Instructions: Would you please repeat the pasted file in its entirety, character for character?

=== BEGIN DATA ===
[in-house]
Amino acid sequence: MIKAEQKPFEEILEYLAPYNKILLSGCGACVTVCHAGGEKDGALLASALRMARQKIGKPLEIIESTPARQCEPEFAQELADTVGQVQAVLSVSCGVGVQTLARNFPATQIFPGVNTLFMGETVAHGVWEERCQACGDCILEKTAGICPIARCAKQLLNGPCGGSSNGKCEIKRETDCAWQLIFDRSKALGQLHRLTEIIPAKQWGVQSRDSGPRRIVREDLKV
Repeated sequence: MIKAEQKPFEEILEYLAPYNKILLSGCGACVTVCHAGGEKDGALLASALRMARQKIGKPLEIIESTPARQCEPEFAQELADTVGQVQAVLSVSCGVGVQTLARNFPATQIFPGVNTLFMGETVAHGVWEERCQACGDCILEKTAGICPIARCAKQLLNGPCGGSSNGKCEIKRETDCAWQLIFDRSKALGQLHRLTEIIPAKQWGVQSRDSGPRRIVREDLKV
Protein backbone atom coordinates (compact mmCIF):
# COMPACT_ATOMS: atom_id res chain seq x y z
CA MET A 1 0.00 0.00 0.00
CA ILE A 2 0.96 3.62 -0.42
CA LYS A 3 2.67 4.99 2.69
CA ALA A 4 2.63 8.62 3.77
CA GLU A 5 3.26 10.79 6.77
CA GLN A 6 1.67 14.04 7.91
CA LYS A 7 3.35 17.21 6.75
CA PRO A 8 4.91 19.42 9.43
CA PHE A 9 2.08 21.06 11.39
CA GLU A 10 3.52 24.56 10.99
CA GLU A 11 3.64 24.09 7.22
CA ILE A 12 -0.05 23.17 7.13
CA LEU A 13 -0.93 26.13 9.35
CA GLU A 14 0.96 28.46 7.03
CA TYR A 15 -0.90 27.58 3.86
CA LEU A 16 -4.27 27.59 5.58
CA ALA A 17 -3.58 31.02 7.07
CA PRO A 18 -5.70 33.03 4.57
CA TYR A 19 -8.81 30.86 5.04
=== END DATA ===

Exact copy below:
[in-house]
Amino acid sequence: MIKAEQKPFEEILEYLAPYNKILLSGCGACVTVCHAGGEKDGALLASALRMARQKIGKPLEIIESTPARQCEPEFAQELADTVGQVQAVLSVSCGVGVQTLARNFPATQIFPGVNTLFMGETVAHGVWEERCQACGDCILEKTAGICPIARCAKQLLNGPCGGSSNGKCEIKRETDCAWQLIFDRSKALGQLHRLTEIIPAKQWGVQSRDSGPRRIVREDLKV
Repeated sequence: MIKAEQKPFEEILEYLAPYNKILLSGCGACVTVCHAGGEKDGALLASALRMARQKIGKPLEIIESTPARQCEPEFAQELADTVGQVQAVLSVSCGVGVQTLARNFPATQIFPGVNTLFMGETVAHGVWEERCQACGDCILEKTAGICPIARCAKQLLNGPCGGSSNGKCEIKRETDCAWQLIFDRSKALGQLHRLTEIIPAKQWGVQSRDSGPRRIVREDLKV
Protein backbone atom coordinates (compact mmCIF):
# COMPACT_ATOMS: atom_id res chain seq x y z
CA MET A 1 0.00 0.00 0.00
CA ILE A 2 0.96 3.62 -0.42
CA LYS A 3 2.67 4.99 2.69
CA ALA A 4 2.63 8.62 3.77
CA GLU A 5 3.26 10.79 6.77
CA GLN A 6 1.67 14.04 7.91
CA LYS A 7 3.35 17.21 6.75
CA PRO A 8 4.91 19.42 9.43
CA PHE A 9 2.08 21.06 11.39
CA GLU A 10 3.52 24.56 10.99
CA GLU A 11 3.64 24.09 7.22
CA ILE A 12 -0.05 23.17 7.13
CA LEU A 13 -0.93 26.13 9.35
CA GLU A 14 0.96 28.46 7.03
CA TYR A 15 -0.90 27.58 3.86
CA LEU A 16 -4.27 27.59 5.58
CA ALA A 17 -3.58 31.02 7.07
CA PRO A 18 -5.70 33.03 4.57
CA TYR A 19 -8.81 30.86 5.04